Comments. Cerodontha (Dizygomyza) edithae  will key to C. (D.) paludosa Spencer  using Spencer & Steyskal (1986), but the new species has a shorter wing (not 2.5–3.0mm) and the distiphallus has a narrow basal curve and a shorter, semicircular distal curve.

Two species of Cerodontha  ( Dizygomyza  ) were previously recorded from Iris  in North America. Cerodontha thompsoni (Frick)  forms an entirely linear mine and always pupates at the base of the leaf ( Claassen 1918), whereas the mines of this species were blotches that ended well above the leaf base. Cerodontha iridophora Spencer  is known only from Florida and Louisiana. Its mine was described as irregular and whitish, with pupation occurring toward the base of the leaf. The mine of the new species is consistent with that of the European C. iraeos (Robineau-Desvoidy)  , tentatively recorded here from Missouri. The other European Iris  miner, C. iridis Hendel  , forms a mine that is very inconsistent in depth, and the puparia lie in a row, oriented perpendicularly to the leaf venation ( Ellis 2016).

In Cerodontha (Dizygomyza) thompsoni  the puparium is pale brown, and each of the two posterior spiracles has three minute bulbs, the lower two closely wrapped around the base of the longer, upper one. In C. iridophora  the puparium is dark brown and the posterior spiracles each have three distinct bulbs, the lower two curving out laterally ( Spencer & Stegmaier 1973; Spencer & Steyskal 1986). The spiracular processes of C. iraeos  , as figured by Ellis (2017), are similar to those of C. thompsoni  . In the new species C. edithae  , the puparium is yellowishorange with the dorsal half nearly black; the posterior spiracular processes are produced as one pair of strong, unbranched horns, each with two oblique grooves curving along the posterolateral surface.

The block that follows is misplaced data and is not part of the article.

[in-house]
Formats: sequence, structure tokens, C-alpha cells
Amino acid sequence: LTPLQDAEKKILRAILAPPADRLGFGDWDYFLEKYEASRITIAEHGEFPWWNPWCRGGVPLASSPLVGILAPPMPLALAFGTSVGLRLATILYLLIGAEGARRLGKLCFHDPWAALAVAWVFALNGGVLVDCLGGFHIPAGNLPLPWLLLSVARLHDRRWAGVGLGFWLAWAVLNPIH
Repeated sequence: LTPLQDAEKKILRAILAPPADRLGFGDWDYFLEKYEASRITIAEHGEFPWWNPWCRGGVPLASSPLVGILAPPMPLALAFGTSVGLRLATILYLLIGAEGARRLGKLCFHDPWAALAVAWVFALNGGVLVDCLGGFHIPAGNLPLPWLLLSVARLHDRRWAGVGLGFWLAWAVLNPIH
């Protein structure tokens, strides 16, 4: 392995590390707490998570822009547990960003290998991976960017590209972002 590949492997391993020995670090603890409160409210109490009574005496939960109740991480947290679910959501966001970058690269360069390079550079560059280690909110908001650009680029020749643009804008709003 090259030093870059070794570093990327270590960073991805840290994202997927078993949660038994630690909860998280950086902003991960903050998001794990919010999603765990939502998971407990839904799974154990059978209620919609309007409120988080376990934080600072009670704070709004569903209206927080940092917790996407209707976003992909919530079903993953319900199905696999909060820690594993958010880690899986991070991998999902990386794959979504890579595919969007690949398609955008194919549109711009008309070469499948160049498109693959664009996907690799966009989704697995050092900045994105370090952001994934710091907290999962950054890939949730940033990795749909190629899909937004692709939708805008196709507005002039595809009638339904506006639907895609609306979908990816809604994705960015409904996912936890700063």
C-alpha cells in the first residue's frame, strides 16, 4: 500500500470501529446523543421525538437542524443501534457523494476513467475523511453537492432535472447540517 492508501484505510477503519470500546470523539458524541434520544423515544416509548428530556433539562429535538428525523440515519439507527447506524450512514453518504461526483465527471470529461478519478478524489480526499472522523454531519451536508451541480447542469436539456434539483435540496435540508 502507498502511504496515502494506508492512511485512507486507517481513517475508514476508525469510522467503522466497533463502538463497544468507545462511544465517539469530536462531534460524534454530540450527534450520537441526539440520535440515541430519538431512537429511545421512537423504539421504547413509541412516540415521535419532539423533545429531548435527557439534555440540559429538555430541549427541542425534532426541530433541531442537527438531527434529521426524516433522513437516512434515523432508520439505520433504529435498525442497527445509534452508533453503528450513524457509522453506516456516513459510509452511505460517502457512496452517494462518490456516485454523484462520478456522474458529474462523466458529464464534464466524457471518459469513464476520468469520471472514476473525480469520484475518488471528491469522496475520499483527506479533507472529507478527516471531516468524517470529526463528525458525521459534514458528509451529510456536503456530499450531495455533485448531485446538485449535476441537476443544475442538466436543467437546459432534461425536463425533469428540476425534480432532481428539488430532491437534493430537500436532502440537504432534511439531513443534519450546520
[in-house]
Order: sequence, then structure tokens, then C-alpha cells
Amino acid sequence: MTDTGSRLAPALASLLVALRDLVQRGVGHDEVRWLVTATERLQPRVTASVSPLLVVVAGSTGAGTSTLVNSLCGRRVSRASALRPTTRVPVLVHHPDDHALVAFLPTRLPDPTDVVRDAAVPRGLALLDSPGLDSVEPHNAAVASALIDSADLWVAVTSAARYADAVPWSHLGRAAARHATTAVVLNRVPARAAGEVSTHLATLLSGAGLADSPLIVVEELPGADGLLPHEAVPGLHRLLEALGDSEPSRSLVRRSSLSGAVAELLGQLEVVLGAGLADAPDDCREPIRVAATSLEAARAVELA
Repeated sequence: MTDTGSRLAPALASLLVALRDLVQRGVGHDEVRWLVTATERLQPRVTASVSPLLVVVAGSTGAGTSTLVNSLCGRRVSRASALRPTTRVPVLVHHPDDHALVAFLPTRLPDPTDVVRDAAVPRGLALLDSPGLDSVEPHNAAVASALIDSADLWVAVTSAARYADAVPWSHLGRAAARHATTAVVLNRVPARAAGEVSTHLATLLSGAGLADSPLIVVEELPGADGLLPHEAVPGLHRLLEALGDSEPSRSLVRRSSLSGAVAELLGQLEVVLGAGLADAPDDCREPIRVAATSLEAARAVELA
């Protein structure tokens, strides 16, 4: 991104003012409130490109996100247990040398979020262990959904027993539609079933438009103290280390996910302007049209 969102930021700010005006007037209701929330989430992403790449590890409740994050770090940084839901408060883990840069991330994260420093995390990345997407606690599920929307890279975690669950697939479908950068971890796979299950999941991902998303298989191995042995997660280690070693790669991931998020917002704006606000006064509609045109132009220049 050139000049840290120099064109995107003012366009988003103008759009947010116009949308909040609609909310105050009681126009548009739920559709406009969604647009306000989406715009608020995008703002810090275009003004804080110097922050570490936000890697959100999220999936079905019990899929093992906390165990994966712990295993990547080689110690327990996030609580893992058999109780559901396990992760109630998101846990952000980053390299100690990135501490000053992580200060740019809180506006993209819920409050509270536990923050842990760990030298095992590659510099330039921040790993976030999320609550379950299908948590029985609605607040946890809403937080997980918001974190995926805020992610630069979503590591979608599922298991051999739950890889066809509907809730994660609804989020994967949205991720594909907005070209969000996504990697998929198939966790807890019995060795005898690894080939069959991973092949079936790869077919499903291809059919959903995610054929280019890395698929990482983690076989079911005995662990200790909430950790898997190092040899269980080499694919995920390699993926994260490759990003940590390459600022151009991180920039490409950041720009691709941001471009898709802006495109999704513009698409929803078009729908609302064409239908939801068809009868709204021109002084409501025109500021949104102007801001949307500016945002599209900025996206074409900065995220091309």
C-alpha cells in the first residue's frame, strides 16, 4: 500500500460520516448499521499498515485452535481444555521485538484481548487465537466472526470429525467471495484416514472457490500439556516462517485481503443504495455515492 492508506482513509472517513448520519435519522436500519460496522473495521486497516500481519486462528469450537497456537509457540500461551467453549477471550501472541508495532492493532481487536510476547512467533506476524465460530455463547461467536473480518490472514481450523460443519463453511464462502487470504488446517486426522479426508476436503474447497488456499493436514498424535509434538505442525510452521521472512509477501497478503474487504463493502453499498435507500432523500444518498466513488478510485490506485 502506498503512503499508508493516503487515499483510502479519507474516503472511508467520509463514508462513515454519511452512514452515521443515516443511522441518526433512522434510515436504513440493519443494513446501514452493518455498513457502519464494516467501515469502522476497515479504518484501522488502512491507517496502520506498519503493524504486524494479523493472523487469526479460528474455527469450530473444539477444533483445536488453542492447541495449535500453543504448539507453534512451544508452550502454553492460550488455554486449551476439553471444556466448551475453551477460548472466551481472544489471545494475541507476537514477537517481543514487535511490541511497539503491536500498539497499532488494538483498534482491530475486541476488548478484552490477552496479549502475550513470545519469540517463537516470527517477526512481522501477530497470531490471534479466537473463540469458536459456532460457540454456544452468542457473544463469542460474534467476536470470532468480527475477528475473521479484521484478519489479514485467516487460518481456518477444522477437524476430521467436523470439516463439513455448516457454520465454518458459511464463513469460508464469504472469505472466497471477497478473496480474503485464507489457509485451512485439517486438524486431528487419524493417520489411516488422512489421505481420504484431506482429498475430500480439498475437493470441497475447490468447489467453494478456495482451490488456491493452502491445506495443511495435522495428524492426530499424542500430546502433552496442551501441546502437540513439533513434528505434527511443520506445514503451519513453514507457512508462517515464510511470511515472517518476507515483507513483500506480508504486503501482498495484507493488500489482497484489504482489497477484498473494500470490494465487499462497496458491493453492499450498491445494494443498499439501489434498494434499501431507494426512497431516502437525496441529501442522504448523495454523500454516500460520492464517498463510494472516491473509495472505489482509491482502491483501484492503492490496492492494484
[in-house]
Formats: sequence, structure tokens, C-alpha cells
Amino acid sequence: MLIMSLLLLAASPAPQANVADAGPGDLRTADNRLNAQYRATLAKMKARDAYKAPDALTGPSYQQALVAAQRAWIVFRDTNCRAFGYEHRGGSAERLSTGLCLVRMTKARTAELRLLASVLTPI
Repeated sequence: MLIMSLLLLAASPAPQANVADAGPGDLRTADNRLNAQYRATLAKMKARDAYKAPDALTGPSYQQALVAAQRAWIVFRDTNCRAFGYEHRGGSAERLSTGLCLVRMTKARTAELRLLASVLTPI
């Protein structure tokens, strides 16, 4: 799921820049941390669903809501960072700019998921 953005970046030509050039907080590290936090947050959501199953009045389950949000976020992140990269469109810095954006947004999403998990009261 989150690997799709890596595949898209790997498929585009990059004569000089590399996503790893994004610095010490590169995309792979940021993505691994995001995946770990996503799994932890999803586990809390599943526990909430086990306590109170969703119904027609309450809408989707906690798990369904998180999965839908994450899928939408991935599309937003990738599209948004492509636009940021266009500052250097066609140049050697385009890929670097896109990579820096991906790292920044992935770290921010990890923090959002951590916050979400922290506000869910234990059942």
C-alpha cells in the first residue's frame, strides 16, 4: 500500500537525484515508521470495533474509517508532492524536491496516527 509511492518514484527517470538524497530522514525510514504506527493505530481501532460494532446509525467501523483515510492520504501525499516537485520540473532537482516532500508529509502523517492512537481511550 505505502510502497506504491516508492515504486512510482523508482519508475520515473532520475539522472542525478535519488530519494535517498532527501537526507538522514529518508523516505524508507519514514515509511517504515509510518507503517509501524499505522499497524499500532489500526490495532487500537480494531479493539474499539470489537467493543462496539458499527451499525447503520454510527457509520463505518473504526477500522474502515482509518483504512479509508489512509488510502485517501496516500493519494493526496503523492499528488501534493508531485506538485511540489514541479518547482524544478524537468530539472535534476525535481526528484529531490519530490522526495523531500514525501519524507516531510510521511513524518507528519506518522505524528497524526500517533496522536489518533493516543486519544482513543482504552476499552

The genitalia of the adult do not match the illustration or description of any species previously known from Iris  , although Cerodontha (Dizygomyza) iridis (Hendel)  [Europe, Russia] is somewhat similar. It differs, however, in that the basal curve of the distiphallus is longer, the distal section shorter and the ejaculatory apodeme is very large. The curved, C-shaped distiphallus with virtually no basal stem is mostly similar to C. palustris Nowakowski  [Europe; host unknown], C. fasciata (Strobl)  [Europe, Russia, Nearctic; host: Poa  ], with which it shares a paler orbital plate, and C. grisea  [Europe, Russia; host unknown]. In all of these, however, the basal curve of the distiphallus stem is slightly longer (not virtually absent), the apex of the distiphallus is swollen, the mesophallus is more slender, the left distal section of the basiphallus is extended, the left sclerite of the hypophallus is not split, and the ejaculatory apodeme is much larger with a ventral sclerotization on the sperm pump.

Kingdom

Animalia

Phylum

Arthropoda

Class

Insecta

Order

Diptera

Family

Agromyzidae

Genus

Cerodontha

Loc

Cerodontha (Dizygomyza) edithae

Eiseman, Charles S. & Lonsdale, Owen 2018
2018
Loc

C. edithae

Eiseman & Lonsdale 2018
2018
Loc

C. iridophora

Spencer 1973
1973